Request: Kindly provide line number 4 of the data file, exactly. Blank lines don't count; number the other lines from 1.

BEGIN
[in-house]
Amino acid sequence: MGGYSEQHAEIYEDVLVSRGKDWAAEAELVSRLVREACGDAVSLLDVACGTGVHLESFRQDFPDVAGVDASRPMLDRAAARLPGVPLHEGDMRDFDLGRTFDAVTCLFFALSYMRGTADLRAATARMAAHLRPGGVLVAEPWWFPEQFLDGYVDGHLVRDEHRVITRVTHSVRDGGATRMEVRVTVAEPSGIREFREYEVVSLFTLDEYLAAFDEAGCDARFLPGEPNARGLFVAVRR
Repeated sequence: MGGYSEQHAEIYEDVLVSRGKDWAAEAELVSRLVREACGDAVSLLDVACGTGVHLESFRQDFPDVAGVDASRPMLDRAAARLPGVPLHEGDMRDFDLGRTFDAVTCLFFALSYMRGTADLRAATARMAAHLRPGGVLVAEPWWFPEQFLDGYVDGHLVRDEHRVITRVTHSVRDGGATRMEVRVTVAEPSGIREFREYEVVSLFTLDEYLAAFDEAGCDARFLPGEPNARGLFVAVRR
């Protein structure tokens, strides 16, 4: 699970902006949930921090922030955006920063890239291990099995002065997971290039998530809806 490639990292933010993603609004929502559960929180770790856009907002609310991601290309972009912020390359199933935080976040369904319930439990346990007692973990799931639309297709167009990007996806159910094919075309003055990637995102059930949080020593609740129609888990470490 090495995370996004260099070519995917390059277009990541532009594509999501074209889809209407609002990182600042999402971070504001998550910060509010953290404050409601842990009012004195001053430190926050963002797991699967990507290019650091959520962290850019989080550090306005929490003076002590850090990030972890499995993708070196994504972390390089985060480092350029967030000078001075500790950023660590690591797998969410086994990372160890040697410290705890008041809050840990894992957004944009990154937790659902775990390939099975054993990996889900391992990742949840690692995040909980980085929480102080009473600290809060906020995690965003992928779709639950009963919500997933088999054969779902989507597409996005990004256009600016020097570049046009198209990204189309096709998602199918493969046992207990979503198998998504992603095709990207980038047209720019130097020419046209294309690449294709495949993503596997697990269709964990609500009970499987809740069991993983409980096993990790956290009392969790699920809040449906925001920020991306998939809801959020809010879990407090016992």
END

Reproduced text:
């Protein structure tokens, strides 16, 4: 699970902006949930921090922030955006920063890239291990099995002065997971290039998530809806 490639990292933010993603609004929502559960929180770790856009907002609310991601290309972009912020390359199933935080976040369904319930439990346990007692973990799931639309297709167009990007996806159910094919075309003055990637995102059930949080020593609740129609888990470490 090495995370996004260099070519995917390059277009990541532009594509999501074209889809209407609002990182600042999402971070504001998550910060509010953290404050409601842990009012004195001053430190926050963002797991699967990507290019650091959520962290850019989080550090306005929490003076002590850090990030972890499995993708070196994504972390390089985060480092350029967030000078001075500790950023660590690591797998969410086994990372160890040697410290705890008041809050840990894992957004944009990154937790659902775990390939099975054993990996889900391992990742949840690692995040909980980085929480102080009473600290809060906020995690965003992928779709639950009963919500997933088999054969779902989507597409996005990004256009600016020097570049046009198209990204189309096709998602199918493969046992207990979503198998998504992603095709990207980038047209720019130097020419046209294309690449294709495949993503596997697990269709964990609500009970499987809740069991993983409980096993990790956290009392969790699920809040449906925001920020991306998939809801959020809010879990407090016992």